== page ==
Several former staff members of the St. Paul Urban League (SPUL) have accused the organization of failing to meet the needs of that city’s Black community because of its current leadership. Former employees Lisa Wright and Roslyn Pedracine both have said that they first voiced their concerns to SPUL Executive Director Scott Selmer, then to board members, and later helped to draft and send a letter to the National Urban League requesting help.
In separate interviews with the MSR this summer, Wright and Pedracine, who were hired within a month of each other and later were laid off virtually at the same time, both claim that their dismissals were based on retaliation. Wright was hired in April 2008 to supervise the SPUL housing program. Pedracine was hired as an executive assistant a month later.
According to Pedracine, she began having problems with Selmer last summer “when he started to realize that I did have a backbone and I wasn’t going to just do things because I was ordered to do them. I was asked [by Selmer] to write reports for programs that we were receiving funds for that I knew we weren’t running.”
Last fall, several SPUL staffers “met together outside of the office and voiced our concerns and put them down on paper,” said Pedracine. That meeting “made me realize that if things don’t change, I can’t be here for much longer,” she surmised.
Then late last year, after she had returned from an out-of-town staff development session, “Some things happened while I was away, and I tried to ask about it,” Pedracine recalled. “It turned into me being yelled at [by Selmer].
I was told to leave and wasn’t given a reason. I said, ‘I need a reason for why
I am being told to leave,’ and he said, ‘I don’t have to give you a reason – just leave.'”
Wright alleged that Selmer has mismanaged the SPUL. During her time there, she said, his management style greatly concerned her: “He either cross-examines you, browbeats you, or fires you. He does not know how to communicate because he thinks he can bully everybody into doing what he wants them to do,” she said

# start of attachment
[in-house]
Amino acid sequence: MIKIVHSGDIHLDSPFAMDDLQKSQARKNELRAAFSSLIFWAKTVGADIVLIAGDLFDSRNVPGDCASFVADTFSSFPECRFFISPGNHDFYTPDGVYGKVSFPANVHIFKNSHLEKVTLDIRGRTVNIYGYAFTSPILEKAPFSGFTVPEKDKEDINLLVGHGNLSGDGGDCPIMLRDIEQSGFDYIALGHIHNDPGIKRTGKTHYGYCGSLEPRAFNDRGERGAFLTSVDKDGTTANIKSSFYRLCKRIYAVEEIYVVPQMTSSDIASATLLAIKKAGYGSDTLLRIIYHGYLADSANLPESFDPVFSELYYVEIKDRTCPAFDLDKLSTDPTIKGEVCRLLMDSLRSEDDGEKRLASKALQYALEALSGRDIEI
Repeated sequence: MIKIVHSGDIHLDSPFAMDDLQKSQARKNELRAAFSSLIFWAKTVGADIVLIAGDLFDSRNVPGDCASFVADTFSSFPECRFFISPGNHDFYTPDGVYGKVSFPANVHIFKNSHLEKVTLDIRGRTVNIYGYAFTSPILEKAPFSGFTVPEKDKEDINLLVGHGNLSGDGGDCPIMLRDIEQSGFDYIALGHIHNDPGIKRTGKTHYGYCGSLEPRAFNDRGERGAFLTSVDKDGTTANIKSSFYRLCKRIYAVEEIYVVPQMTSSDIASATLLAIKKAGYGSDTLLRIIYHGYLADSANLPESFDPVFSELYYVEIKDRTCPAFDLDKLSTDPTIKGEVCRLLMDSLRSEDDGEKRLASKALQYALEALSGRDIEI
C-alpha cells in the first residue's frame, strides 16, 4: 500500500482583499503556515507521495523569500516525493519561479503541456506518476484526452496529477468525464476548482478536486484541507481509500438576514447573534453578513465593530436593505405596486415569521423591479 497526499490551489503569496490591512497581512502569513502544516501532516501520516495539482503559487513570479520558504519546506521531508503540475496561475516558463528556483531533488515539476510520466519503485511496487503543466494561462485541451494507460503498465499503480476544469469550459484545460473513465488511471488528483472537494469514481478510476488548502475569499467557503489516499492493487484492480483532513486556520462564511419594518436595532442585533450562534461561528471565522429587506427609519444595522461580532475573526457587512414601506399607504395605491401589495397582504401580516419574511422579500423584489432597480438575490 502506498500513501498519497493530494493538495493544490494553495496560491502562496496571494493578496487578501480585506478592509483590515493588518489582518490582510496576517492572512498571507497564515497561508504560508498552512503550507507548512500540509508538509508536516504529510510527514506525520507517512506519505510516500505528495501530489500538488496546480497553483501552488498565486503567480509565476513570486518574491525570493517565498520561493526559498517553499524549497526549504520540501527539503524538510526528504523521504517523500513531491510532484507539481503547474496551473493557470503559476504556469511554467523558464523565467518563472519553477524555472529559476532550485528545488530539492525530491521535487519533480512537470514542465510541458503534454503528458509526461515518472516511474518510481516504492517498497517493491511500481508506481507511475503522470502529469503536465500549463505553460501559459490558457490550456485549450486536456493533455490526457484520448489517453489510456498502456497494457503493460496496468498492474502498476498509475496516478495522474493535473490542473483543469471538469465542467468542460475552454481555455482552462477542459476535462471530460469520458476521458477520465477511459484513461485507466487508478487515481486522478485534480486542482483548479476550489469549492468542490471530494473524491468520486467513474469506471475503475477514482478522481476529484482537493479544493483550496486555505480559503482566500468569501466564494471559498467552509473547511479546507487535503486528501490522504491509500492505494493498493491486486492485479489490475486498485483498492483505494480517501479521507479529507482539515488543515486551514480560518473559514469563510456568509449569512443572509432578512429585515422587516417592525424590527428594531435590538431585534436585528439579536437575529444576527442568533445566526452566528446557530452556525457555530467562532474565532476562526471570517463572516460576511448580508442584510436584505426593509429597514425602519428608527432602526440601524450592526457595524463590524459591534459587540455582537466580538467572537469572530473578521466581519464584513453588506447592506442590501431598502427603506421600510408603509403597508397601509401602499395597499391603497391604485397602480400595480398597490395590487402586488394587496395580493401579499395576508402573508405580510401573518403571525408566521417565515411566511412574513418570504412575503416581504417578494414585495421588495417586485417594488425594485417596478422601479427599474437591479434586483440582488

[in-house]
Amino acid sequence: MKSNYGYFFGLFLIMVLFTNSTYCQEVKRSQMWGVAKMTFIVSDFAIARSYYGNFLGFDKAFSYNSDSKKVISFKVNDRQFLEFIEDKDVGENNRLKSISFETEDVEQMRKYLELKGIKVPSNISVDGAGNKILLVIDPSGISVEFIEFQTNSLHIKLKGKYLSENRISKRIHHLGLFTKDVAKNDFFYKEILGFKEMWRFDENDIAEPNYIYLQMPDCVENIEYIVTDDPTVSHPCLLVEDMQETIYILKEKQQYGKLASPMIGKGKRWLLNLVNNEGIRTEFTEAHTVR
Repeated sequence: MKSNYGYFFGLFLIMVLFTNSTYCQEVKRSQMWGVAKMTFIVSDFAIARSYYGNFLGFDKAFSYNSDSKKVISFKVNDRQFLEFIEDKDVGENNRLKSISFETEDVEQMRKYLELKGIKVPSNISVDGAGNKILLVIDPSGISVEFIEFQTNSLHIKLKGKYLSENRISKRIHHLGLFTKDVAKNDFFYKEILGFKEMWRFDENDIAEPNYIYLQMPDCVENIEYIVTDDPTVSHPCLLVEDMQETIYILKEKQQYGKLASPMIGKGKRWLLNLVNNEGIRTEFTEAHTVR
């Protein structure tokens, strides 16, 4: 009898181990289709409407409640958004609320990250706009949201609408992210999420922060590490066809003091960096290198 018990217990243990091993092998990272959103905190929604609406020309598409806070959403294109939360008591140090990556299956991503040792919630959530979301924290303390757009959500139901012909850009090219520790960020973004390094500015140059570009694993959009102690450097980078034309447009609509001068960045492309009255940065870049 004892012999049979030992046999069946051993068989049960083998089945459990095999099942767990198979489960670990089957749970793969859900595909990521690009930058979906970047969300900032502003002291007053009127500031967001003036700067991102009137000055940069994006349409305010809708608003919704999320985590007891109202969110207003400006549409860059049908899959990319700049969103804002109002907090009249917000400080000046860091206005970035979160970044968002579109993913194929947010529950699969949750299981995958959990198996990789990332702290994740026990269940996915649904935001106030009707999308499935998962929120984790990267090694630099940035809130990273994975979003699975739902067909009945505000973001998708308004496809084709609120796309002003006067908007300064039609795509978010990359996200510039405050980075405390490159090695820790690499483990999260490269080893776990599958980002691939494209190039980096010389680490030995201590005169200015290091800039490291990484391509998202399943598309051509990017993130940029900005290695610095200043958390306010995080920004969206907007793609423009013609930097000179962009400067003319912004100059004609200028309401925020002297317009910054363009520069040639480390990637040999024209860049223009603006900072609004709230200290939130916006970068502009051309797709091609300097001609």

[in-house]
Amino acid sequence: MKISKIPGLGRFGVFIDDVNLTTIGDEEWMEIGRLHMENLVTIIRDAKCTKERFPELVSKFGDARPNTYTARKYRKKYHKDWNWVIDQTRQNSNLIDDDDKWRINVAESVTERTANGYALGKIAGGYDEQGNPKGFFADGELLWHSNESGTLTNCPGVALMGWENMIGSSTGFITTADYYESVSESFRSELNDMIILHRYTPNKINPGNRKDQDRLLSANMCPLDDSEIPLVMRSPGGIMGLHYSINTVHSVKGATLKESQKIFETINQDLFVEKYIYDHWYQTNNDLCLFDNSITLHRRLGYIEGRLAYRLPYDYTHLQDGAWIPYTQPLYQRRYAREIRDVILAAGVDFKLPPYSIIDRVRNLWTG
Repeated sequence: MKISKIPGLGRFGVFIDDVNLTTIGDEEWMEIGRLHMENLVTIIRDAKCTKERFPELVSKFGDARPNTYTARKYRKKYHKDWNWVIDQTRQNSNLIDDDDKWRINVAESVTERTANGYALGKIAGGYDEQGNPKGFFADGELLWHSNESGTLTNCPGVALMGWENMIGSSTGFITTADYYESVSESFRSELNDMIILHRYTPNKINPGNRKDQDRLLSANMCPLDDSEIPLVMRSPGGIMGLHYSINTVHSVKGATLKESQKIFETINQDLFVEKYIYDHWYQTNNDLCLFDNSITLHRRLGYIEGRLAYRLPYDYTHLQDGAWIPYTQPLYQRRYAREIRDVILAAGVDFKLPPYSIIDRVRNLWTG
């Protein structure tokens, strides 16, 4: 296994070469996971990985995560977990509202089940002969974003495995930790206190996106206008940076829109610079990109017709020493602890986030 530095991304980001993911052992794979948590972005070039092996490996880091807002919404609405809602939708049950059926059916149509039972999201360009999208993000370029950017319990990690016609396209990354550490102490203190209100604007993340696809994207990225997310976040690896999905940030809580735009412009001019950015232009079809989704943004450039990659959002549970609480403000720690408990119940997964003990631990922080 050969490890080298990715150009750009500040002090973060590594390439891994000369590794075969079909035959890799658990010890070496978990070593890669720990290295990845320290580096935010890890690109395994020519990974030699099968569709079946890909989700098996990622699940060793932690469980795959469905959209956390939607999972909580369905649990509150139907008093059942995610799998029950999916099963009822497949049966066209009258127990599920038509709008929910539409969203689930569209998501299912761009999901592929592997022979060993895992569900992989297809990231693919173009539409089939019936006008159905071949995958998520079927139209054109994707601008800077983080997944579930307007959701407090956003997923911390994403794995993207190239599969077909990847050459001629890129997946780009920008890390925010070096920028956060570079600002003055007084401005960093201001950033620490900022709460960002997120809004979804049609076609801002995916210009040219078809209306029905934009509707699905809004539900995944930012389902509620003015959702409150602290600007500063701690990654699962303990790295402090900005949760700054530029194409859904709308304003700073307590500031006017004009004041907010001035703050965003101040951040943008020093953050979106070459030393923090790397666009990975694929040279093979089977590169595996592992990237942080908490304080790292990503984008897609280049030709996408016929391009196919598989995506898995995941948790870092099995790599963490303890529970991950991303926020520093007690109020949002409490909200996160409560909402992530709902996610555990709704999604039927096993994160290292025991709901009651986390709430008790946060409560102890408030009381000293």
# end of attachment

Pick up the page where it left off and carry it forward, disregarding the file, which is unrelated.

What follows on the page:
When Selmer told her last December that she was being laid off because of financial reasons, Wright argues, “It’s because I called the National Urban League office and he [Selmer] found out.” Getting laid off didn’t totally surprised her, she said. “I actually was expecting him to fire me, but he knew that he couldn’t do it without a fuss.”
While still employed at SPUL, the two women joined 19 other former employees, former board members, and community residents in signing a letter that was sent to the Marc H. Morial, president and CEO of the National Urban League (NUL) in New York. The letter expressed concern over the organization’s future, criticized Selmer’s “lack of management skills” and “general demeanor of arrogance,” and asked the national office “to convene a special meeting, here in St. Paul” to address these concerns.
The MSR received a copy of the letter and contacted the New York office several times for comment. However, despite assurances from NUL staffers, our calls have not yet been returned.
Kay Cooper, a former SPUL housing supportive services counselor who was hired last September, said she was let go in January “for not following [Selmer’s] rule… One of my clients contacted Section 8 because the trash wasn’t being picked up [at one of the SPUL-owned rental properties],” she recalled.
“I was called into Scott’s office, and he informed me that one of the clients reported him to Section 8. He told me that I needed to contact my client – and I didn’t know who did this – and tell them not to go to Section 8. I told him that they have a right to report this, and he screamed at me, ‘This is a direct order – you need to do this.’ I said I would not.”